The Transport of Dangerous Goods is the most complex sector of packaging technology. If the packaging material is not selected properly, or if we do not pay attention to the presence of necessary labels and accompanying documents, we can most certainly face a large fine – not to mention serious damage or personal injury caused by our negligence.
The definition of dangerous goods
Substances, objects and products that, in some way, pose a threat to the external environment, personal health or safety. Would you have thought that things seemingly as harmless as … nail polish remover, dry ice, cell phone with lithium batteries or aerosol whipped cream are all considered as dangerous goods? It is important to know which hazard class does our product to be shipped belong to (for example, toxic, infectious, flammable substances) … Depending on this, it will be possible to determine what type of transport, packaging and labelling will be required.
Essential requirements for packaging
The appropriate packaging of dangerous goods therefore depends primarily on the hazard class and the physical properties of the product. Take a simple example: as corrosive substances react strongly with metal, such packaging should be avoided! There are so-called packaging groups, which puts the products in very, medium or less dangerous categories – it also determines the nature of the packaging and the mandatory information to be included!
Whether it is rail, road or air transport, compliance with the rules and caution should be exercised. The protective packaging, inner packaging must also meet strict requirements, and should not react to the goods to be transported! The packaging must be sealed in such a way that the consignment can’t get out to the cargo space, or worse, to the external environment.
Packaging suitable for the transport of dangerous goods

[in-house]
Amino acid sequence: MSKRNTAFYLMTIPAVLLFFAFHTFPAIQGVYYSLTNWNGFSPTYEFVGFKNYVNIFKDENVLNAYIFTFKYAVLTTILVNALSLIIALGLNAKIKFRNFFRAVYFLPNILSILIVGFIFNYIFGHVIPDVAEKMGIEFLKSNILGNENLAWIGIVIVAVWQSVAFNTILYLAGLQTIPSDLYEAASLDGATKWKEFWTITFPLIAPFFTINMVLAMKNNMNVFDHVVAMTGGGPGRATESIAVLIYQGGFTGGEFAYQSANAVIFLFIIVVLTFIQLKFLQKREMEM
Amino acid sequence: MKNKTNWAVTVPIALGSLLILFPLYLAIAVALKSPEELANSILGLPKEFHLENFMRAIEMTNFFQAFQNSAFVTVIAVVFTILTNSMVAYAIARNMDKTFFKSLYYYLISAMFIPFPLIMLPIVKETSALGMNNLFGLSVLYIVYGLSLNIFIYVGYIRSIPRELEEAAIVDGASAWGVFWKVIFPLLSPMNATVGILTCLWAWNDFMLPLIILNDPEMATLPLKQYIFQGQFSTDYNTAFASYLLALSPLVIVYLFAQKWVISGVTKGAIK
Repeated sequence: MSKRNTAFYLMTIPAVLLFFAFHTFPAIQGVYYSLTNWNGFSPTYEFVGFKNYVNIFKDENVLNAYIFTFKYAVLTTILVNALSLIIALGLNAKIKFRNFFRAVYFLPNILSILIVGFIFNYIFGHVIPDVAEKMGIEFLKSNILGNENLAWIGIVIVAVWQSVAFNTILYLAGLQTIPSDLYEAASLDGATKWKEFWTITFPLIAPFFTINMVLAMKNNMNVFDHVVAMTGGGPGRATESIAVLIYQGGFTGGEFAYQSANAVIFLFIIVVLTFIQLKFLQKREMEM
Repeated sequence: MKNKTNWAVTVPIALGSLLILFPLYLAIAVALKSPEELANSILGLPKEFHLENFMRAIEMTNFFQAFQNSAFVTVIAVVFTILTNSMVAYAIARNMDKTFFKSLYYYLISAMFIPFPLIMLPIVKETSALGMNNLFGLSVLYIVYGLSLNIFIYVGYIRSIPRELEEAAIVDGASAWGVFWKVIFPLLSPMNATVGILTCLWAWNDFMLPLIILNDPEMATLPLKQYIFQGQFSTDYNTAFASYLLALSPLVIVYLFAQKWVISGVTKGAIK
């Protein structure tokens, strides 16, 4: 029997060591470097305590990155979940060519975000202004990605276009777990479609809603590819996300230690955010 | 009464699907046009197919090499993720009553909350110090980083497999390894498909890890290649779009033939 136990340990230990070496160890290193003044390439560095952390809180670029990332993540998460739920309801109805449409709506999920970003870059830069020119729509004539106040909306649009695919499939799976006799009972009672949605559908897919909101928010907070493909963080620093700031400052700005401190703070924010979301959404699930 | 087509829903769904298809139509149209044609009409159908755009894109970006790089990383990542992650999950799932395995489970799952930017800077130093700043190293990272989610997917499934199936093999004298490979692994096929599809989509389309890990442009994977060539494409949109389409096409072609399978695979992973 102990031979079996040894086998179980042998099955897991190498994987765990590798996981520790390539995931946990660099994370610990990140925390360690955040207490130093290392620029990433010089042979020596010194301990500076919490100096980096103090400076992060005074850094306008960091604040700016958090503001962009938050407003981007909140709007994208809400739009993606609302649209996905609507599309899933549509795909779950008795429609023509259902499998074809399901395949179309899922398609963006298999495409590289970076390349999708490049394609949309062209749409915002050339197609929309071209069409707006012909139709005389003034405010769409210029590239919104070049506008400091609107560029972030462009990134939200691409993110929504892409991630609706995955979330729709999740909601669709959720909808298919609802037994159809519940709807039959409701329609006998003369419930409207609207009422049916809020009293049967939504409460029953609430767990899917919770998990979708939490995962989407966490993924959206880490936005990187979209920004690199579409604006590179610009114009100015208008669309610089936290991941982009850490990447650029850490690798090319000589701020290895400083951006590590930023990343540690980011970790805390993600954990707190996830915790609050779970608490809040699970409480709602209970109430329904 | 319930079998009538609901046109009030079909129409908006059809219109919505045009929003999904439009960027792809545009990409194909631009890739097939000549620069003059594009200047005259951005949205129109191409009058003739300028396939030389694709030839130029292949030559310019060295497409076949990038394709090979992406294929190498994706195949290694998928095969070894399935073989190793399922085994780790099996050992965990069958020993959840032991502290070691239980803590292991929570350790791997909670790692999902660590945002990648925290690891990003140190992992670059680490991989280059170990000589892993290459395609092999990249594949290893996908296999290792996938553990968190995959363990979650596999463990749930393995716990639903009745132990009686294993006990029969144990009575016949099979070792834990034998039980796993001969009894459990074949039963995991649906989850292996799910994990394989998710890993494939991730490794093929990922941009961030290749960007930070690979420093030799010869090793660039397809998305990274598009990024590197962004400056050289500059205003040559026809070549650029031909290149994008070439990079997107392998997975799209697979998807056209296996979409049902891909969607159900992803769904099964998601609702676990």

Depending on the vehicle, the Transport of Dangerous Goods can be in simple (for example, wooden boxes, bags, barrels and cans) or complex, combined packaging (box with lining, multiple cans in one box). What’s really important is that in any case, certified packaging should be used, i.e. those that have undergone the necessary tests, such as cumulation, dropping, sealing and resistance to pressure. These will be carried out by Technical Safety Oversight. If everything is in order, the packaging will receive the UN seal. In addition to the UN number, the packaging must bear the appropriate labels indicating the hazard class/packaging group or the nature of the hazard and the handling of the goods.
How can Strapa-Pack help you?
We’ve been preparing dangerous goods for transport for over 20 years. Two of our colleagues also have a valid IATA exam and they have not only completed initial training, but they renew their certificates ever two year, which guarantees that we will always support our clients with fresh, up-to-date expertise.
We have a wide range of UN qualified corrugated paper boxes, blank boxes and wooden boxes available to our customers. We provide for appropriate markings and labels, prepare, and attach the necessary documents.
The safe and sound Transport of Dangerous Goods with the help of Strapa-Pack!